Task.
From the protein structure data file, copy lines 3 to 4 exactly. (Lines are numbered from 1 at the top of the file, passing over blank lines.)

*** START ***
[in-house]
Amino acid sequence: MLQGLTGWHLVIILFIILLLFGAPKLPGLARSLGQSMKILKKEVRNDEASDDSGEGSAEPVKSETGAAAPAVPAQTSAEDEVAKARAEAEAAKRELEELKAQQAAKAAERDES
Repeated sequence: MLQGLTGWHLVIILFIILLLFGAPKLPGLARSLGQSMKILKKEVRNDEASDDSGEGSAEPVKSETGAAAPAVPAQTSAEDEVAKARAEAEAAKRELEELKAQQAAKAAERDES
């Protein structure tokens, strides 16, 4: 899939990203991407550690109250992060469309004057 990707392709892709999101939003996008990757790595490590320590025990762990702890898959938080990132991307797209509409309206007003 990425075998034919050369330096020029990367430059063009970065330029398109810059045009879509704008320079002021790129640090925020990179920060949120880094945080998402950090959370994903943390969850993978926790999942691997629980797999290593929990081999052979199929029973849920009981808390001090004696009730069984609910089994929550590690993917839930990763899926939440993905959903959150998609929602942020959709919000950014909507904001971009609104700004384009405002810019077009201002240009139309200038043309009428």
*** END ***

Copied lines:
Repeated sequence: MLQGLTGWHLVIILFIILLLFGAPKLPGLARSLGQSMKILKKEVRNDEASDDSGEGSAEPVKSETGAAAPAVPAQTSAEDEVAKARAEAEAAKRELEELKAQQAAKAAERDES
């Protein structure tokens, strides 16, 4: 899939990203991407550690109250992060469309004057 990707392709892709999101939003996008990757790595490590320590025990762990702890898959938080990132991307797209509409309206007003 990425075998034919050369330096020029990367430059063009970065330029398109810059045009879509704008320079002021790129640090925020990179920060949120880094945080998402950090959370994903943390969850993978926790999942691997629980797999290593929990081999052979199929029973849920009981808390001090004696009730069984609910089994929550590690993917839930990763899926939440993905959903959150998609929602942020959709919000950014909507904001971009609104700004384009405002810019077009201002240009139309200038043309009428």